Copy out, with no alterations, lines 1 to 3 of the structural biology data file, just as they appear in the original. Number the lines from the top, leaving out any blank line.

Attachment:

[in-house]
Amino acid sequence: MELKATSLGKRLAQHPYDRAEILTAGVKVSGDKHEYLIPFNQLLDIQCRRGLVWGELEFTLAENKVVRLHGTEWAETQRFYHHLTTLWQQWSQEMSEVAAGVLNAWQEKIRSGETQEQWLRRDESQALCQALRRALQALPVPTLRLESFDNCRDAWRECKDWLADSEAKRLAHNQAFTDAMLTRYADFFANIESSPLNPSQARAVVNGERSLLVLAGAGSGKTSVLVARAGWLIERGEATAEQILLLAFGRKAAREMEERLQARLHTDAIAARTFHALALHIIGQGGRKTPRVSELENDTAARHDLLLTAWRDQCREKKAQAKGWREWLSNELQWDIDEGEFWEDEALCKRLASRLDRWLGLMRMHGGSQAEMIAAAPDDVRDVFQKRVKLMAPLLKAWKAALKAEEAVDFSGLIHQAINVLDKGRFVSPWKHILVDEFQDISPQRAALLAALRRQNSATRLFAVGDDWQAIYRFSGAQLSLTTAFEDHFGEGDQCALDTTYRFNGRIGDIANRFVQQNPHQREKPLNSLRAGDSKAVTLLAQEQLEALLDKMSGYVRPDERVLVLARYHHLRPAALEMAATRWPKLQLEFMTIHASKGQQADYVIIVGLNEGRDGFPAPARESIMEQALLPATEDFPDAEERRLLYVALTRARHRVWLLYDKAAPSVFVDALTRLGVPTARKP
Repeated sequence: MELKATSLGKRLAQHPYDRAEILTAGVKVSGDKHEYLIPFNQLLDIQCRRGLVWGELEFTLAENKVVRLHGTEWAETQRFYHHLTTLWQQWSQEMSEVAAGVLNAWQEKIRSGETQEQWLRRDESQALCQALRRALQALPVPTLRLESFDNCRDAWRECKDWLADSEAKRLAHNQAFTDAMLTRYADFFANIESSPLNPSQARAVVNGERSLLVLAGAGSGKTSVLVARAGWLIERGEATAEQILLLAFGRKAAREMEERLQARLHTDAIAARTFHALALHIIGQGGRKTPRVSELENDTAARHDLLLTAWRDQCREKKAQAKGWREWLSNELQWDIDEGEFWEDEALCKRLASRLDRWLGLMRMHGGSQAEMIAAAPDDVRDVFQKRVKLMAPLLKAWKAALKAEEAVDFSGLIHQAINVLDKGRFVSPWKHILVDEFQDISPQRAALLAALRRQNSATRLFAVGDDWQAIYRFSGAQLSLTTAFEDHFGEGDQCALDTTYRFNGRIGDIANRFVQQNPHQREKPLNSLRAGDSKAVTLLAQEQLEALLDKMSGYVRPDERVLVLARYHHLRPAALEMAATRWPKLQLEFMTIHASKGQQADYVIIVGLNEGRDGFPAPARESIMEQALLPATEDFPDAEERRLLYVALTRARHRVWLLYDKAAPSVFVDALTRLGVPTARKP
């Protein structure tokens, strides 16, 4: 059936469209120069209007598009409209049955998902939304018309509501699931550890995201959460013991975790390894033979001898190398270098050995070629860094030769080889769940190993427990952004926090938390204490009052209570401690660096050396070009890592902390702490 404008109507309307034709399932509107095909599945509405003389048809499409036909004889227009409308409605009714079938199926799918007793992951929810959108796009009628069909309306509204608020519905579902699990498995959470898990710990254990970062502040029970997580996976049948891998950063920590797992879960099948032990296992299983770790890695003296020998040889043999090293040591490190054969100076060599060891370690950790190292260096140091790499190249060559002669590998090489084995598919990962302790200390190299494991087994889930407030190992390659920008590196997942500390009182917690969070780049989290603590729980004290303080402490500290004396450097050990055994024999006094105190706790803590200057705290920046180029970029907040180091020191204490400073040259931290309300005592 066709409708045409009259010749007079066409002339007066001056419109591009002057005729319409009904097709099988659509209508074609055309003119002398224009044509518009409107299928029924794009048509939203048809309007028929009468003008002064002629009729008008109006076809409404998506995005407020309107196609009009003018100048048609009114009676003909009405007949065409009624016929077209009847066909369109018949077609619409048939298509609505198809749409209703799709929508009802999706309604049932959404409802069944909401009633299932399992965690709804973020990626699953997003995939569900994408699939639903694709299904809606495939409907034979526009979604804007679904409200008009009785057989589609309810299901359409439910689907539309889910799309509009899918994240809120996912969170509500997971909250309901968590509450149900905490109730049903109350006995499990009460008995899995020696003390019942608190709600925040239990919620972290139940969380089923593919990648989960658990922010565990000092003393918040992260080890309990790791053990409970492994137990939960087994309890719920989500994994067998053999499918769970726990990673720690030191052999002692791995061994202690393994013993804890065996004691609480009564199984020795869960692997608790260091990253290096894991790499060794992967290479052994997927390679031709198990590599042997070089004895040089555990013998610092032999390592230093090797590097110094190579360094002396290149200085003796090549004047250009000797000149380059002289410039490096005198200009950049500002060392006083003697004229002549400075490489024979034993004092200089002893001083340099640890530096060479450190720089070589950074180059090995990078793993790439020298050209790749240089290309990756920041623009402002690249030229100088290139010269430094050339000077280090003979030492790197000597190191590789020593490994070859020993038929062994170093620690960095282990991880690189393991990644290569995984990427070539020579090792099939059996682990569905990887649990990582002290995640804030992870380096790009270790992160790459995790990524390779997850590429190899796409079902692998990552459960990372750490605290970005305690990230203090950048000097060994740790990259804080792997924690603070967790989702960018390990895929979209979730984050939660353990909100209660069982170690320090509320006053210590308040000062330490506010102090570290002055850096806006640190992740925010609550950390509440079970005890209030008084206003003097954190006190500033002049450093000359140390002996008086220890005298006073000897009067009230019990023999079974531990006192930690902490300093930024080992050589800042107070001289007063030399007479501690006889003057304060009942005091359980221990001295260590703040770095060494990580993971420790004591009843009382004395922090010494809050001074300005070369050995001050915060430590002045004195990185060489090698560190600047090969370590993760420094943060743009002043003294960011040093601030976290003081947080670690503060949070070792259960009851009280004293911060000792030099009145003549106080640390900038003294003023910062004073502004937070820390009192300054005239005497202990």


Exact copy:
[in-house]
Amino acid sequence: MELKATSLGKRLAQHPYDRAEILTAGVKVSGDKHEYLIPFNQLLDIQCRRGLVWGELEFTLAENKVVRLHGTEWAETQRFYHHLTTLWQQWSQEMSEVAAGVLNAWQEKIRSGETQEQWLRRDESQALCQALRRALQALPVPTLRLESFDNCRDAWRECKDWLADSEAKRLAHNQAFTDAMLTRYADFFANIESSPLNPSQARAVVNGERSLLVLAGAGSGKTSVLVARAGWLIERGEATAEQILLLAFGRKAAREMEERLQARLHTDAIAARTFHALALHIIGQGGRKTPRVSELENDTAARHDLLLTAWRDQCREKKAQAKGWREWLSNELQWDIDEGEFWEDEALCKRLASRLDRWLGLMRMHGGSQAEMIAAAPDDVRDVFQKRVKLMAPLLKAWKAALKAEEAVDFSGLIHQAINVLDKGRFVSPWKHILVDEFQDISPQRAALLAALRRQNSATRLFAVGDDWQAIYRFSGAQLSLTTAFEDHFGEGDQCALDTTYRFNGRIGDIANRFVQQNPHQREKPLNSLRAGDSKAVTLLAQEQLEALLDKMSGYVRPDERVLVLARYHHLRPAALEMAATRWPKLQLEFMTIHASKGQQADYVIIVGLNEGRDGFPAPARESIMEQALLPATEDFPDAEERRLLYVALTRARHRVWLLYDKAAPSVFVDALTRLGVPTARKP
Repeated sequence: MELKATSLGKRLAQHPYDRAEILTAGVKVSGDKHEYLIPFNQLLDIQCRRGLVWGELEFTLAENKVVRLHGTEWAETQRFYHHLTTLWQQWSQEMSEVAAGVLNAWQEKIRSGETQEQWLRRDESQALCQALRRALQALPVPTLRLESFDNCRDAWRECKDWLADSEAKRLAHNQAFTDAMLTRYADFFANIESSPLNPSQARAVVNGERSLLVLAGAGSGKTSVLVARAGWLIERGEATAEQILLLAFGRKAAREMEERLQARLHTDAIAARTFHALALHIIGQGGRKTPRVSELENDTAARHDLLLTAWRDQCREKKAQAKGWREWLSNELQWDIDEGEFWEDEALCKRLASRLDRWLGLMRMHGGSQAEMIAAAPDDVRDVFQKRVKLMAPLLKAWKAALKAEEAVDFSGLIHQAINVLDKGRFVSPWKHILVDEFQDISPQRAALLAALRRQNSATRLFAVGDDWQAIYRFSGAQLSLTTAFEDHFGEGDQCALDTTYRFNGRIGDIANRFVQQNPHQREKPLNSLRAGDSKAVTLLAQEQLEALLDKMSGYVRPDERVLVLARYHHLRPAALEMAATRWPKLQLEFMTIHASKGQQADYVIIVGLNEGRDGFPAPARESIMEQALLPATEDFPDAEERRLLYVALTRARHRVWLLYDKAAPSVFVDALTRLGVPTARKP